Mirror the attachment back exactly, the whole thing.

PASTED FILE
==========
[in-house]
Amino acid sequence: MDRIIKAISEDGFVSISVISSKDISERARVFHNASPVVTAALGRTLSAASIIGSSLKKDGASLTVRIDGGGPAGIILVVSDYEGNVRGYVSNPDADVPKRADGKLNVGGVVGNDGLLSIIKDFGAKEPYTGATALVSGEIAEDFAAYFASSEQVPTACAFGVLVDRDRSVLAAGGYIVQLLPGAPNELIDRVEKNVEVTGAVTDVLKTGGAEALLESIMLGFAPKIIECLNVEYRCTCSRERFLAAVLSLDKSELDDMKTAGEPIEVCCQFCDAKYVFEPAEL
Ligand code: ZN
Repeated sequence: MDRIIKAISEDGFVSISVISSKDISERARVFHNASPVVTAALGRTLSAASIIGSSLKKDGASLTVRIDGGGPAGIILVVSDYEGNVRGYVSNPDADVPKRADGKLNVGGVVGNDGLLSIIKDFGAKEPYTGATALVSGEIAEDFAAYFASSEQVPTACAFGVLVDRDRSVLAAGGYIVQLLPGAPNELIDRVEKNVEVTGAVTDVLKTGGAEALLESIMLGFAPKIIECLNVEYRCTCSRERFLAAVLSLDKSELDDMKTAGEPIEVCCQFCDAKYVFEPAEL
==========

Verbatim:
[in-house]
Amino acid sequence: MDRIIKAISEDGFVSISVISSKDISERARVFHNASPVVTAALGRTLSAASIIGSSLKKDGASLTVRIDGGGPAGIILVVSDYEGNVRGYVSNPDADVPKRADGKLNVGGVVGNDGLLSIIKDFGAKEPYTGATALVSGEIAEDFAAYFASSEQVPTACAFGVLVDRDRSVLAAGGYIVQLLPGAPNELIDRVEKNVEVTGAVTDVLKTGGAEALLESIMLGFAPKIIECLNVEYRCTCSRERFLAAVLSLDKSELDDMKTAGEPIEVCCQFCDAKYVFEPAEL
Ligand code: ZN
Repeated sequence: MDRIIKAISEDGFVSISVISSKDISERARVFHNASPVVTAALGRTLSAASIIGSSLKKDGASLTVRIDGGGPAGIILVVSDYEGNVRGYVSNPDADVPKRADGKLNVGGVVGNDGLLSIIKDFGAKEPYTGATALVSGEIAEDFAAYFASSEQVPTACAFGVLVDRDRSVLAAGGYIVQLLPGAPNELIDRVEKNVEVTGAVTDVLKTGGAEALLESIMLGFAPKIIECLNVEYRCTCSRERFLAAVLSLDKSELDDMKTAGEPIEVCCQFCDAKYVFEPAEL